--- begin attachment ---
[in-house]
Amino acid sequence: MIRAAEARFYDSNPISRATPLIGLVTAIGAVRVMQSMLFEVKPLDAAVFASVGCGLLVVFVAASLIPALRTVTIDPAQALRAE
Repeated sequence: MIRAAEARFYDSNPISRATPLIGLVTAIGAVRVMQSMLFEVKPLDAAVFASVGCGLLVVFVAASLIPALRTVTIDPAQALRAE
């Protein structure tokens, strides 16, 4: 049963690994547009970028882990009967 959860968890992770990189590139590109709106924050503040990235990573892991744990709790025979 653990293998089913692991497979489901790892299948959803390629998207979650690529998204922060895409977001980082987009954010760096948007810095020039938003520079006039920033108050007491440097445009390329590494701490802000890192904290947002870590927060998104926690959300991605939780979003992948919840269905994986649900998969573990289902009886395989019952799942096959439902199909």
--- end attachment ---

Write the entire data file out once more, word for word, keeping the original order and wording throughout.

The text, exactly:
[in-house]
Amino acid sequence: MIRAAEARFYDSNPISRATPLIGLVTAIGAVRVMQSMLFEVKPLDAAVFASVGCGLLVVFVAASLIPALRTVTIDPAQALRAE
Repeated sequence: MIRAAEARFYDSNPISRATPLIGLVTAIGAVRVMQSMLFEVKPLDAAVFASVGCGLLVVFVAASLIPALRTVTIDPAQALRAE
């Protein structure tokens, strides 16, 4: 049963690994547009970028882990009967 959860968890992770990189590139590109709106924050503040990235990573892991744990709790025979 653990293998089913692991497979489901790892299948959803390629998207979650690529998204922060895409977001980082987009954010760096948007810095020039938003520079006039920033108050007491440097445009390329590494701490802000890192904290947002870590927060998104926690959300991605939780979003992948919840269905994986649900998969573990289902009886395989019952799942096959439902199909």